Sunday, October 30, 2011

The Breaking Point

Latest autumn addition: Mulling Spices...we may or may not be on our third gallon of cider.

Today, it snowed.

I feel like I have peeked out of the blinds in my room every morning for weeks, looking for a dusting of winter. Instead I have been greeted with rain. My first whiff of air in the morning has smelled like spring instead of winter, the darkening skies not matching the other sensations.

But today, it all felt right.

Curtis was home for a quiet weekend for the first time in what felt like forever. His job, great training that it is, has felt consuming for six weeks. Throughout medical school and residency I have felt that realistic expectations have kept me balanced while his schedule is out of control. If I know I won’t see him for days, if I know he’ll be so exhausted he can’t think clearly, if I know he’ll sleep through all the hours he’s home—I’m okay.

Unfortunately, while that method seems to work for months and months of the year, inevitably I hit a point where it doesn’t matter that I know what to expect, I am still very much not okay with the situation. And at that point I worry about his health due to his ridiculous schedule; I get anxious whenever we’re together because it’s only a matter of hours before he leaves. I sleep poorly; I am impatient with my students. And all the while I wonder if I will ever go back to “normal”—if we will ever have a relationship that will be classified as such.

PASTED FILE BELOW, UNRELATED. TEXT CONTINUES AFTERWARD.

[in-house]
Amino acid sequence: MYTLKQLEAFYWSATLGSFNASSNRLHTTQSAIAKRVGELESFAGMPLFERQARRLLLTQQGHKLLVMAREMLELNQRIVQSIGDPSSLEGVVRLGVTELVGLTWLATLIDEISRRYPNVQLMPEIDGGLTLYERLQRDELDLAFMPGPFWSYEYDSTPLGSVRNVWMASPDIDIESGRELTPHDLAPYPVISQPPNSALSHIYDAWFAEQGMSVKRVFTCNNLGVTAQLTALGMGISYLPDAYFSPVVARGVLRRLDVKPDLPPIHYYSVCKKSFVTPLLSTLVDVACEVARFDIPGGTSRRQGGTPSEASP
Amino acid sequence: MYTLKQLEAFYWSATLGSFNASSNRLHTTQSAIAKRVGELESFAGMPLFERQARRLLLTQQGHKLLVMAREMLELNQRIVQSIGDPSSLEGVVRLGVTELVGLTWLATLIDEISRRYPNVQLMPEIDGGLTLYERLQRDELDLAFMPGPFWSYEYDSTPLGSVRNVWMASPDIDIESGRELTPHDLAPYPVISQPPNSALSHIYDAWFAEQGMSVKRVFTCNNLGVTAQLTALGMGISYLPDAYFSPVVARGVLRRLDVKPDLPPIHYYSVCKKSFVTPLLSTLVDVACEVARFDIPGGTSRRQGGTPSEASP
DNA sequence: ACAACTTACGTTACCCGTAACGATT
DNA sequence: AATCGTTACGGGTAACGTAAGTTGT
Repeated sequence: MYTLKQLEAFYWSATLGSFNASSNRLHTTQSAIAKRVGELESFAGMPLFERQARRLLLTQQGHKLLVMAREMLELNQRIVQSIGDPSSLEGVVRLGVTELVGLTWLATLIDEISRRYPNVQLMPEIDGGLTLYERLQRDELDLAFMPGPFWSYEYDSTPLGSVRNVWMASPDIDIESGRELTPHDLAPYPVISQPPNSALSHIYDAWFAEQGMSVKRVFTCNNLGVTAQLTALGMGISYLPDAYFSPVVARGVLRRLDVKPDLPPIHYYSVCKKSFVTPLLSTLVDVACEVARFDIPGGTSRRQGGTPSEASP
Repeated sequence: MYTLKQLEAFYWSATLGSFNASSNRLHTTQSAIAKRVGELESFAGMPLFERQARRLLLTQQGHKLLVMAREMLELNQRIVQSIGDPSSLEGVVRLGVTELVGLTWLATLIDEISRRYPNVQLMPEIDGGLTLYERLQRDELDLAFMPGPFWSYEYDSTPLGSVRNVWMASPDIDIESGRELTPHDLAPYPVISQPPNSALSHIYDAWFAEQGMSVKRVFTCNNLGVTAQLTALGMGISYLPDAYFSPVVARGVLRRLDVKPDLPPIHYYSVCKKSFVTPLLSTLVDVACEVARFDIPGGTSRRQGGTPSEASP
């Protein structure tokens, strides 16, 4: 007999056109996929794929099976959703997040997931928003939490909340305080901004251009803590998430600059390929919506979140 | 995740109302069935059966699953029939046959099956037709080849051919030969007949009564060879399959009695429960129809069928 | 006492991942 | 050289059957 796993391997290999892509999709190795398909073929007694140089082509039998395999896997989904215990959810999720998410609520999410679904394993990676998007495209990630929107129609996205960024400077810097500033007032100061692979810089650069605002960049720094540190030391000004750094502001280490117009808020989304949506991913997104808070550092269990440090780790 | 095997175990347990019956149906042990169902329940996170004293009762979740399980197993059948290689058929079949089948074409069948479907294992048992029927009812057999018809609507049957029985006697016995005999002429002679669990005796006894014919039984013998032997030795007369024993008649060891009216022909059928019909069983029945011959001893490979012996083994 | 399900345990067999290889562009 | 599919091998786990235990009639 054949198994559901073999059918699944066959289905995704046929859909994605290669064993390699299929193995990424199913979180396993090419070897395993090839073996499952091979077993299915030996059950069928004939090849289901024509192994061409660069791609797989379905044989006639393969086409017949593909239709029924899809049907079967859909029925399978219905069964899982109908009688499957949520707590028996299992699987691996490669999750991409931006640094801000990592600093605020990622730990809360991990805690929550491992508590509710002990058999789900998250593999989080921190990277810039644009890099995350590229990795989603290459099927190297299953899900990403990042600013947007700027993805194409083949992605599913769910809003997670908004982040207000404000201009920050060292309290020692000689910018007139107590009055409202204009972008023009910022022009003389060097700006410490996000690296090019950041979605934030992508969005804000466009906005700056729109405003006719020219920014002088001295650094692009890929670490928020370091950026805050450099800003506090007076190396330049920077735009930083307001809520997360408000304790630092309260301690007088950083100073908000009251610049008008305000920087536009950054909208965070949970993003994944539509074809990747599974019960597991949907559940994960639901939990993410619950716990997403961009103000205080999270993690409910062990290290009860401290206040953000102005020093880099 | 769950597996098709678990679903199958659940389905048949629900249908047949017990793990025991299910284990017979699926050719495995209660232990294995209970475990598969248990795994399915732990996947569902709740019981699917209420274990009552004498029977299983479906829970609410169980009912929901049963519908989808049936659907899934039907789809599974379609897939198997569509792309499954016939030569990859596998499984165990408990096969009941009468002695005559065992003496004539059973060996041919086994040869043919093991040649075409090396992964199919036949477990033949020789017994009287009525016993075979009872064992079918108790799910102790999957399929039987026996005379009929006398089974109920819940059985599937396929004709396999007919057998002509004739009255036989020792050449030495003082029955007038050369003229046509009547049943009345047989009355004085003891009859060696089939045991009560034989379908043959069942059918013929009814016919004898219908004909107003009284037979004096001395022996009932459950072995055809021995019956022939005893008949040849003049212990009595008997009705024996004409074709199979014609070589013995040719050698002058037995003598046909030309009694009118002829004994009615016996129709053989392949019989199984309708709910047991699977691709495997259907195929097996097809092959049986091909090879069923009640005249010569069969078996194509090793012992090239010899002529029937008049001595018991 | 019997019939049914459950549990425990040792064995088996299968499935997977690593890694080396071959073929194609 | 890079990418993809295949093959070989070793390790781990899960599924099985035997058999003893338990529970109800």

Then, just as suddenly, the streak ends. He’s home for a weekend, and we both sleep soundly—for hours and hours and hours.

Today, the snow felt symbolic. The odd weeks of forty-degree rain equaled out with an overdue, oh-so-seasonal snow, covering the decomposing leaves that have lain dead on the ground for almost a month. It was time.

I was ready.

Thursday, October 13, 2011

Estuary Experience: Teaching Outside the Box

Shovels, wheelbarrows, hoes, rakes
Broken down wood palates, old newspapers, a mature bull moose sporting an impressive rack
Tights under my jeans, a down coat, a knit hat, boots, fleece mittens

Looking at our crew, you'd never know it was mid-October--and not mid-January.

The nip in the air has been increasing all week, with Monday's morning temperature in the low thirties, and today's dipping ten degrees lower. It was easy to see our breath as we gathered rotted wood and rusted barbed wire in an attempt to clean up city-owned property: an old homestead turned estuary.